Blackjack SLS C-7 A Review

manufacturer: Schecter date: 05/25/2016 category: Electric Guitars
Schecter: Blackjack SLS C-7 A
This 7-string guitar is perfect for a metalhead. It's a metal machine so if you're trying to play any metal genre it's perfect.
 Features: 9
 Sound: 10
 Action, Fit & Finish: 8
 Reliability & Durability: 8
 Overall Impression: 10
 Overall rating:
 9 
 Reviewer rating:
 9 
 Users rating:
 9 
 Votes:
 4 
 Views:
 5,486 
review (1) pictures (3) 9 comments vote for this gear:
overall: 9
Blackjack SLS C-7 A Reviewed by: charrondev, on may 25, 2016
0 of 0 people found this review helpful

Price paid: C$ 1100

Purchased from: LaMusic

Features: The guitar is Korean made in 2015 or 2016. 24 Extra-Jumbo frets, 26.5" scale length, Mahogany body, ebony fingerboard on a maple neck with offset dot inlays. The guitar has a satin black finish, TOM bridge, Locking tuners, 3-way selector, and Seymour Duncan AHB-1 Blackout pickups. I would have preferred a different bridge, but this one is pretty good. This neck is super thing for a Schecter neck, and makes transitioning from a 6-string to a 7-string much easier. It didn't come with any accessories, other than an allen wrench. // 9

Sound: This guitar is being used exclusively for technical death metal, and it fits the bill perfectly. I'm running it into an Axe-FX II XL and it sounds great. Pickups are balanced, but very hot. Pinch harmonics are super easy, even on the neck pickup. It can chuggity chug chug all day long with no complaints. It's actually a step up from my friend's ATX Blackjack, with a thinner body, and no ringing behind the nut. This thing could do pretty much any style of metal you could imagine. The Blackouts sound really open for passive pickups, much better than the active EMG's.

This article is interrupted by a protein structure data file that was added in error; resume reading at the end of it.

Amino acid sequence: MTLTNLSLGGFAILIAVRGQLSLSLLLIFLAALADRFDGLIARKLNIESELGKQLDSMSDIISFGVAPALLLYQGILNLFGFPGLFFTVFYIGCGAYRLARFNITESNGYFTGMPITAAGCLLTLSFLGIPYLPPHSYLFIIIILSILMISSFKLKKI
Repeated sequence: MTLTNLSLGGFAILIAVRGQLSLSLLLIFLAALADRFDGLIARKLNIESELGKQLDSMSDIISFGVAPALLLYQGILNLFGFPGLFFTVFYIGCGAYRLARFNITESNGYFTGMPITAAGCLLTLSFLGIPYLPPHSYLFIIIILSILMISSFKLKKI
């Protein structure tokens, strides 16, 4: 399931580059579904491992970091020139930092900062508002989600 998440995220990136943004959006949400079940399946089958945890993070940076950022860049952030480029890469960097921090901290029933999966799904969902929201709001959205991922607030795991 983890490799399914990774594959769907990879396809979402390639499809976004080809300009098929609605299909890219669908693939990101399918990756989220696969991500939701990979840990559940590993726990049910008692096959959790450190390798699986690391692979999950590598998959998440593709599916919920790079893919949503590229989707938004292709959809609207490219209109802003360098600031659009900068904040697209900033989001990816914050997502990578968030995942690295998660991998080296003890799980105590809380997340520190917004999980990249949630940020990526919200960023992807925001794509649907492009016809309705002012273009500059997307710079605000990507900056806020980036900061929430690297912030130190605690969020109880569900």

// 10

Action, Fit & Finish: The guitar pretty well set up. Action was super low, but not buzzing at all. Intonation was dead on and the pickups were at the right height. Fret work and routing is immaculate. My only complaint would be the factory strings (Ernie Ball 9-56). They're a bit floppy on the bottom end for me so I'll be changing them out. The finish is really nice; no blemishes and it looks pretty sleek. I just wish this guitar was offered it with a hipshot bridge. Once again there were no issues with the setup other than the loose factory strings. // 8

Reliability & Durability: The guitar is pretty solid but I can't really speak for durability as it is still brand new. I'm looking forward to gigging with it. Almost all of the hardware feels pretty good. The only piece that's a little off would be the pickup selector. It doesn't feel as tight as it could, but its still pretty solid. The tuners work evenly, and I would compare them to the grovers I have on a different guitar (they are the Schecter models here).

I could see this guitar lasting a long time. I'll probably keep it as my main guitar for a while. // 8

Overall Impression: This guitar is perfect for a metal head. I'd take it over any Ibanez (except maybe some of the prestige serious $$$) and can't wait to play live with it. It's a metal machine so if you're trying to play any metal genre it's perfect. Outside of that I couldn't really recommend it though. I might change the pickups eventually (the Blackouts are good, but I prefer passive pickups). The only major feature this guitar doesn't have that I wish it did, would be fanned frets. 26.5" scale makes lead playing slightly more difficult. // 10

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